October is Breast Cancer Awareness Month
October 1, 2021
October 1, 2021
It has been a year and a half since I lost my best friend, Laura Caldwell, to Breast Cancer. With Covid-19 lurking just around the corner, we walked and talked, laughed and cried, through what would be Laura’s final days and nights until Laura lost her battle on March 1, 2020.
My work as a Medical Malpractice attorney served Laura well as we went through those final months and eventually days. I was able to identify the adverse effects in response to her chemotherapy before they got too far. I was able to recognize when she was septic and knew what protocols should be in place at the hospital. I was able to advocate on her behalf throughout the process, even when that meant obtaining hospice care.
In testament to Laura and her battle, I continue to advocate today for the women and men who still fight cancer. Every time we choose to ignore a symptom, skip a screening test, cancer triumphs just a little over us. In light of Covid, many have missed their wellness checks and preventive care, including breast examinations, mammograms, as well as other cancer screening tests such as colonoscopies, pap smears, dermatology exams. How long does it take for cancer to spread? The answer is we don’t know, but we do know that every time you make an appointment, every time you take a screening test, every time you investigate a sign or a symptom, you make the decision to stand up for your health for yourself and for those that love you.
Breast Cancer Awareness Month is a good time to be reminded that our health can never be put on hold. With the same vigilance that you pursue your careers, your families and your social obligations, make breast cancer, this month and every month, a priority. It is estimated that anywhere from 20% and beyond is the percentage of cancer cases that have gone undetected due to Covid, and will be likely to surface at a more advanced stage at a later time due to delays. As I said last year “Covid will pass, but Breast Cancer will remain.”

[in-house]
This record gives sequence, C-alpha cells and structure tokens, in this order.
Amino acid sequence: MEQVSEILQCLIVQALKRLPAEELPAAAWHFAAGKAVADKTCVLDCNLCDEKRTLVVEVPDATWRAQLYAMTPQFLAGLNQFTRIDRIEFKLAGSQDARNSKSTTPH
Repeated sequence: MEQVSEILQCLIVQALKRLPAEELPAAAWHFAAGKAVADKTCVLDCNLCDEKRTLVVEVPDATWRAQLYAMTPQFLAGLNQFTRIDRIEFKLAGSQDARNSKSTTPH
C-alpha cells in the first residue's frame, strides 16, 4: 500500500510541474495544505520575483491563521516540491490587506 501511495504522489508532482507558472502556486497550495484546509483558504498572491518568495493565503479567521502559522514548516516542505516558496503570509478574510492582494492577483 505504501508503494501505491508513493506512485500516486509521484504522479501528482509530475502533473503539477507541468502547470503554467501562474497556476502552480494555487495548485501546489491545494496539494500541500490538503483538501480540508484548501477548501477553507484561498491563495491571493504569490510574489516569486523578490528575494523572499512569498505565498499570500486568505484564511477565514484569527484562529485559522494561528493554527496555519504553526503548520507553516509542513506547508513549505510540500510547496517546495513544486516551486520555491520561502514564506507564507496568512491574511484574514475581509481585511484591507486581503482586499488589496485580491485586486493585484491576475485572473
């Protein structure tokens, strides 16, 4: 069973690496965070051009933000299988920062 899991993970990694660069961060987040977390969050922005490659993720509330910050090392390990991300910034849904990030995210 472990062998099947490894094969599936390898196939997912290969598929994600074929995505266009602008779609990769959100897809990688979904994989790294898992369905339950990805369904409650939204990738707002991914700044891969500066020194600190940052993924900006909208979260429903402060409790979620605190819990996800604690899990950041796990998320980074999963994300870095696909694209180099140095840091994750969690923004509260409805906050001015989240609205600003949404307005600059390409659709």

And so I’ll remain vigilant, for myself, my mother, my sisters, my daughters, and for Laura. My young daughters and I will proudly wear a pink streak in our hair for Breast Cancer Awareness Month of October as we have since the day Laura was diagnosed. My mother, my sisters and I, as well as Laura’s mom and her sisters, will all go for our annual mammograms. We will take steps to assure that Breast Cancer remains in the forefront of our minds and pledge to the other women in our lives that we will be there for them should they be faced with the unthinkable. We will fight the good fight, valiantly and with courage and grace. This year, take advantage of our renewed freedom and plan your screening or plan for someone else. Check on the newly diagnosed or the one survivor struggling just to get up and show up every day. If nothing else, this past year and a half has taught us what we are capable of when we work together.
Elizabeth A. Kaveny, October 1, 2021